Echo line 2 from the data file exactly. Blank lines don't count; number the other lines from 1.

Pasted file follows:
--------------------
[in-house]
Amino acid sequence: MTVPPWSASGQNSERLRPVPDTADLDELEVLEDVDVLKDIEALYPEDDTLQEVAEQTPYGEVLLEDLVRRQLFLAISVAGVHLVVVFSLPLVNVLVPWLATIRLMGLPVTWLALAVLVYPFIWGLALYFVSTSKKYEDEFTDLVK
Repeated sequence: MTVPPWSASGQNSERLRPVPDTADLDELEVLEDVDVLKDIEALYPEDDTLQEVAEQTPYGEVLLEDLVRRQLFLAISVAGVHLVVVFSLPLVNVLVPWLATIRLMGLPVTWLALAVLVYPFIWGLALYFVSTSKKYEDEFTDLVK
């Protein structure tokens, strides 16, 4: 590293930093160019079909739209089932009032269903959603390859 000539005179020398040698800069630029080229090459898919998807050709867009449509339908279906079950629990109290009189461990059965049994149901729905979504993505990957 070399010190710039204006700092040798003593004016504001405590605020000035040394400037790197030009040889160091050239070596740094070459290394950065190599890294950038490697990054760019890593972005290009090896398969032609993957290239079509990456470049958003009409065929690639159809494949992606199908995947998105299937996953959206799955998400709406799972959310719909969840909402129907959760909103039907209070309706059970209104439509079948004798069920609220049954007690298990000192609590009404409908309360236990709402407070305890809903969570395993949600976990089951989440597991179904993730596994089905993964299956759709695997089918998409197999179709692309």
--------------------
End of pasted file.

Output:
Amino acid sequence: MTVPPWSASGQNSERLRPVPDTADLDELEVLEDVDVLKDIEALYPEDDTLQEVAEQTPYGEVLLEDLVRRQLFLAISVAGVHLVVVFSLPLVNVLVPWLATIRLMGLPVTWLALAVLVYPFIWGLALYFVSTSKKYEDEFTDLVK